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Subject DO NOT REPLY [Bug 53022] session is expired/removed/not found by unknown reason
Date Mon, 02 Apr 2012 21:25:31 GMT

Mark Thomas <> changed:

           What    |Removed                     |Added
             Status|REOPENED                    |RESOLVED
         Resolution|                            |INVALID

--- Comment #5 from Mark Thomas <> 2012-04-02 21:25:31 UTC ---
(In reply to comment #4)
> Ok, I'll explain it in deep. Look this code in
> org.apache.catalina.session.ManagerBase
>     protected String generateSessionId() {
>         String result = null;
>         do {
>             if (result != null) {
>                 // Not thread-safe but if one of multiple increments is lost
>                 // that is not a big deal since the fact that there was any
>                 // duplicate is a much bigger issue.
>                 duplicates++;
>             }
>             result = sessionIdGenerator.generateSessionId();
>         } while (sessions.containsKey(result));
>         return result;
>     }
> But the in tomcat 7.0.23 was
>     protected synchronized String generateSessionId() {
> ......

No it wasn't. The code quoted for 7.0.23 is incorrect. The only code changes to
ManagerBase since 7.0.23 are to add some comments and to make some fields

> The code was changed in 7.0.26 from use just one SecureRandom to:
> private Queue<SecureRandom> randoms = new
> ConcurrentLinkedQueue<SecureRandom>();

Wrong again. That change was introduced in 7.0.5.

> There is one good reason for use a synchronized method in that part. Before
> Java 7, there is no mention anywere on java spec that SecureRandom is thread
> safe. To ensure thread safety, SecureRandom and the algorithm should ensure
> thread safety (look than in 7.0.26, the algorihm can be configured, are you
> 100% sure the algorithm selected will be thread safe?). Being strict with java
> spec, you should use a synchronized block in that part.

Wrong again. There is no concurrent access to SecureRandom instances.

> But the worst part is the use of a queue of SecureRandom instances and the way
> the algorithm check for duplicates. Since the containsKey() operation and the
> further put() operation occur in different places (see ManagerBase.add()),
> there is no warrant a duplicate sessionid cannot be included in the time
> between containsKey() and put() and since you have multiple SecureRandom
> instances this risk is even more evident.

I agree the duplicate check is incomplete but I believe it to be completely
unnecessary. The odds of getting a duplicate are so astronomically small that I
do not believe we should even bother checking. That code is a left over from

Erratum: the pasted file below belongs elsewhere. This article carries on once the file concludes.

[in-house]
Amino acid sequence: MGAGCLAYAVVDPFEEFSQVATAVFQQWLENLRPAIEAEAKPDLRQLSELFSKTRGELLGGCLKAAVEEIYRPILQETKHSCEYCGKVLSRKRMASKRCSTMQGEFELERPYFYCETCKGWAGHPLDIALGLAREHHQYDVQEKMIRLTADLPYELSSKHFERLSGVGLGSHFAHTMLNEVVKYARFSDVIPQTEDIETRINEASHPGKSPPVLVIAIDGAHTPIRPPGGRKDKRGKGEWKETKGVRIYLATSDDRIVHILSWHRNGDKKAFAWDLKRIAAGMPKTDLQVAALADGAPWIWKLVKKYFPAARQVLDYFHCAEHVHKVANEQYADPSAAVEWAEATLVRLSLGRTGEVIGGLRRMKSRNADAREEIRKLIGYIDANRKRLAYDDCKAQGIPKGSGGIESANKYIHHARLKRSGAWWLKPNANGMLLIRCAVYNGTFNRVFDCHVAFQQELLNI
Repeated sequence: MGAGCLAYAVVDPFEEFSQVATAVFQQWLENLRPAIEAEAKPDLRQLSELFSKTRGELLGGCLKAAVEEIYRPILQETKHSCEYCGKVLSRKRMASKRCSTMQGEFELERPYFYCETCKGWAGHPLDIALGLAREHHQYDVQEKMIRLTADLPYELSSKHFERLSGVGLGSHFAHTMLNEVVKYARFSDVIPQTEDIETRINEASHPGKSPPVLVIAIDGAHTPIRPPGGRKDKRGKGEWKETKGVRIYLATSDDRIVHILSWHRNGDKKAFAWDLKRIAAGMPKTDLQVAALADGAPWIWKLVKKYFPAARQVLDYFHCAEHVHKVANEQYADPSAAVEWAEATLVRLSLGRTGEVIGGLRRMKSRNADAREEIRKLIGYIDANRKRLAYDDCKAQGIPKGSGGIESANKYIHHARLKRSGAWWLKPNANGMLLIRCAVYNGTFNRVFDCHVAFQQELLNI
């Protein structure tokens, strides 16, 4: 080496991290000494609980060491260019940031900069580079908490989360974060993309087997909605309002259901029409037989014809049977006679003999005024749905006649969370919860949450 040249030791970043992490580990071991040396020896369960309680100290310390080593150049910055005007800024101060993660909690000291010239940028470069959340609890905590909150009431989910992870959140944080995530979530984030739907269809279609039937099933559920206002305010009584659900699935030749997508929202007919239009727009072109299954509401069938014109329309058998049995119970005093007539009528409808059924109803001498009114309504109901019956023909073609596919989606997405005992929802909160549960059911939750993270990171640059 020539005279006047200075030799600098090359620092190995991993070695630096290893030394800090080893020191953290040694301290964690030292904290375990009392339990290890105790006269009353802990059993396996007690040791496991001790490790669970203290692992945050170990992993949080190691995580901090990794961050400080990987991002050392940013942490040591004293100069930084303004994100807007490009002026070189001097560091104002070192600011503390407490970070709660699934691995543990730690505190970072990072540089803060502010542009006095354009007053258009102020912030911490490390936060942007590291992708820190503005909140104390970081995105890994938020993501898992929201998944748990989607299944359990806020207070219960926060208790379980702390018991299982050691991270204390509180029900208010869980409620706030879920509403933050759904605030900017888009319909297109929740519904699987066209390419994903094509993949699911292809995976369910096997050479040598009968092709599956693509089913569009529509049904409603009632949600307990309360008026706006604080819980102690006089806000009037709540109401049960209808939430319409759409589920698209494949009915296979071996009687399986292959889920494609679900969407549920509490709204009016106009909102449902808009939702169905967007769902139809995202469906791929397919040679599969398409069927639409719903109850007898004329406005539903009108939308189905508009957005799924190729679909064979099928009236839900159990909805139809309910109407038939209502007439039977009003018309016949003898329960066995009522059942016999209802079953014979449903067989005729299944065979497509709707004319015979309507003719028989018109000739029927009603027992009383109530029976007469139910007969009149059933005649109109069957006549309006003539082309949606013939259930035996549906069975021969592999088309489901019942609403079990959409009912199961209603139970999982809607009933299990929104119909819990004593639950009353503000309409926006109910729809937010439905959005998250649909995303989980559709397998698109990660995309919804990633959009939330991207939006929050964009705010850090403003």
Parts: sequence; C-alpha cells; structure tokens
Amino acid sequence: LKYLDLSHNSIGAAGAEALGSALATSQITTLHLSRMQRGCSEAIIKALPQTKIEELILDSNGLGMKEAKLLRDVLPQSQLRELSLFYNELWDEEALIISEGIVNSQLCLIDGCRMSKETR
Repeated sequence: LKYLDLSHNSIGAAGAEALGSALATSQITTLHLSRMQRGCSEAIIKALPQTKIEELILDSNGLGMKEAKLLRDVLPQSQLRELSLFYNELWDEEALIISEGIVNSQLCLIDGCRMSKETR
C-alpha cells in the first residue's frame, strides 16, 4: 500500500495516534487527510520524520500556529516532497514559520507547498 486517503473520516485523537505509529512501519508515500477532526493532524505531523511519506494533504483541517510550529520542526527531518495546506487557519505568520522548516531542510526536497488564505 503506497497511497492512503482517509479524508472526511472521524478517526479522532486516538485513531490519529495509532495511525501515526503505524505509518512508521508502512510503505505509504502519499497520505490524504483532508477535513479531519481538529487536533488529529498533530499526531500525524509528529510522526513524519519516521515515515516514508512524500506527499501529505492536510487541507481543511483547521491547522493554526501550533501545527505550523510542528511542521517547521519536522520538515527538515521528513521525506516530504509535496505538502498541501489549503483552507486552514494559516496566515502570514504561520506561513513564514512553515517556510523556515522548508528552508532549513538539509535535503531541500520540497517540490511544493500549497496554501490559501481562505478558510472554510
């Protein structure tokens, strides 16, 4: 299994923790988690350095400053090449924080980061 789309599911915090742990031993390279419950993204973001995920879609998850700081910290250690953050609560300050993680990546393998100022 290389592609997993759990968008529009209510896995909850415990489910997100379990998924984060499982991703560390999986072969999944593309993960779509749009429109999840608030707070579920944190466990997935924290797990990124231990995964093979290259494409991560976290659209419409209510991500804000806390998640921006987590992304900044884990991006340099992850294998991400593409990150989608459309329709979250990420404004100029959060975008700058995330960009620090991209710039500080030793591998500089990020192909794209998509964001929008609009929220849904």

very early days of Tomcat when insecure random number generators were used that
did have a realistic chance of generating a duplicate.

> Even if the probability that those events could happen is very, very, very
> small, it is clear that ManagerBase.add() operation should do the check for
> duplicates too and if that so, try to generate and alternate identifier.

As I stated above, I disagree. The check is pointless.

> Note how tricky is all this. Reproduce this failure is something almost
> impossible, one in a million. There is no unit test that could catch it, but
> the bug exists, it is theorically feasible.

The odds are an awful lot longer than that.

> After investigating my particular problem, I found that my problem was more
> related with JMeter. In my load test I used the default Java for HTTP protocol
> implementation (because is a little bit faster) but since there is no control
> over connection reuse, Tomcat throw SocketException after some time without log
> it in the default logger. Switching to HttpClient4 solves the problem.

Which just confirms my point that this was not a Tomcat bug at all. Depending
on what triggered the exception, it may well be logged below INFO level and
therefore not be logged by default.

> It is curious how many users has been caught over the time into the same
> problem (JMeter-Tomcat). After all, the solution is not trivial. 
> Please be more kind in the future. By experience I know that sometimes gather
> evidence about these kind of bugs is very difficult, so don't throw away such
> reports, without consider them first.

The 'kindness' of a response is largely proportional to the quality of the bug
report. Lets take a look at your initial report:
- Tomcat version provided? Yes.
- Test case to reproduce provided? No.
- Description of how to reproduce? No.
- Configuration details for Tomcat (Connector, changes to defaults, etc.)
provided? No.
- Configuration for JMeter provided? No.
- Chances of anyone being able to recreate the problem you were seeing? Zero.
- Chances of anyone being able to make an educated guess as to the cause of the
problem you were seeing? Zero.
- Evidence of further research on your part to reduce search space (e.g.
testing with 7.0.25) ? None.

Overall, a fairly useless bug report. Given the quality of the bug report, my
response was pretty mild.

Moving on to comment #4 ...

Your comments on the correctness of the duplicate check are valid but the rest
is way off the mark. There are multiple incorrect statements about when changes
were introduced followed by some incorrect concurrency analysis. Overall I'd
rate it as marginally useful since it has reminded me to look at removing the
pointless duplicate check.

If you choose to respond to this, then I strongly recommend that you read this

and respond on the users list. Bugzilla is not a discussion forum.

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